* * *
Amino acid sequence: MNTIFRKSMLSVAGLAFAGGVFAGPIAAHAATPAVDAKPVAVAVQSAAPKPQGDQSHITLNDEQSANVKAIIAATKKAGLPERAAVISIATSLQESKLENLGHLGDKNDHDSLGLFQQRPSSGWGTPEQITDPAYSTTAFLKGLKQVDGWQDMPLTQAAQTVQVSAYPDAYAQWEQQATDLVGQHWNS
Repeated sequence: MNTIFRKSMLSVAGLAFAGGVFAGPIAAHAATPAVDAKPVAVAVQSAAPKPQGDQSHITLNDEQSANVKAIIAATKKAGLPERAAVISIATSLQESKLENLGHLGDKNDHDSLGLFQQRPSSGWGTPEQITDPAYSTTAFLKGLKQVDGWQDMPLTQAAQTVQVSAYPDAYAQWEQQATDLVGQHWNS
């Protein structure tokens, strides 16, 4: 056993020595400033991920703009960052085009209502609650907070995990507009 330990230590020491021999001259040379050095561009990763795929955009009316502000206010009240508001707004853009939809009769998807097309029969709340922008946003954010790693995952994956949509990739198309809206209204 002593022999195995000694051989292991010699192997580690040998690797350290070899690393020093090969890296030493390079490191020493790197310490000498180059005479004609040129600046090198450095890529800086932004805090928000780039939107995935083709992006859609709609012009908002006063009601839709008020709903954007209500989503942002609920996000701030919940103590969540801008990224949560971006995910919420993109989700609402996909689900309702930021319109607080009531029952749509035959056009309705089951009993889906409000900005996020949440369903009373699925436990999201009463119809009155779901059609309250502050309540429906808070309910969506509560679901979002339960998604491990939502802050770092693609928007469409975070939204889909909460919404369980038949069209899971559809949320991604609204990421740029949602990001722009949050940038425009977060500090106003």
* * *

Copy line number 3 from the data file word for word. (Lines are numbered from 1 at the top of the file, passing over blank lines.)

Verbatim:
């Protein structure tokens, strides 16, 4: 056993020595400033991920703009960052085009209502609650907070995990507009 330990230590020491021999001259040379050095561009990763795929955009009316502000206010009240508001707004853009939809009769998807097309029969709340922008946003954010790693995952994956949509990739198309809206209204 002593022999195995000694051989292991010699192997580690040998690797350290070899690393020093090969890296030493390079490191020493790197310490000498180059005479004609040129600046090198450095890529800086932004805090928000780039939107995935083709992006859609709609012009908002006063009601839709008020709903954007209500989503942002609920996000701030919940103590969540801008990224949560971006995910919420993109989700609402996909689900309702930021319109607080009531029952749509035959056009309705089951009993889906409000900005996020949440369903009373699925436990999201009463119809009155779901059609309250502050309540429906808070309910969506509560679901979002339960998604491990939502802050770092693609928007469409975070939204889909909460919404369980038949069209899971559809949320991604609204990421740029949602990001722009949050940038425009977060500090106003």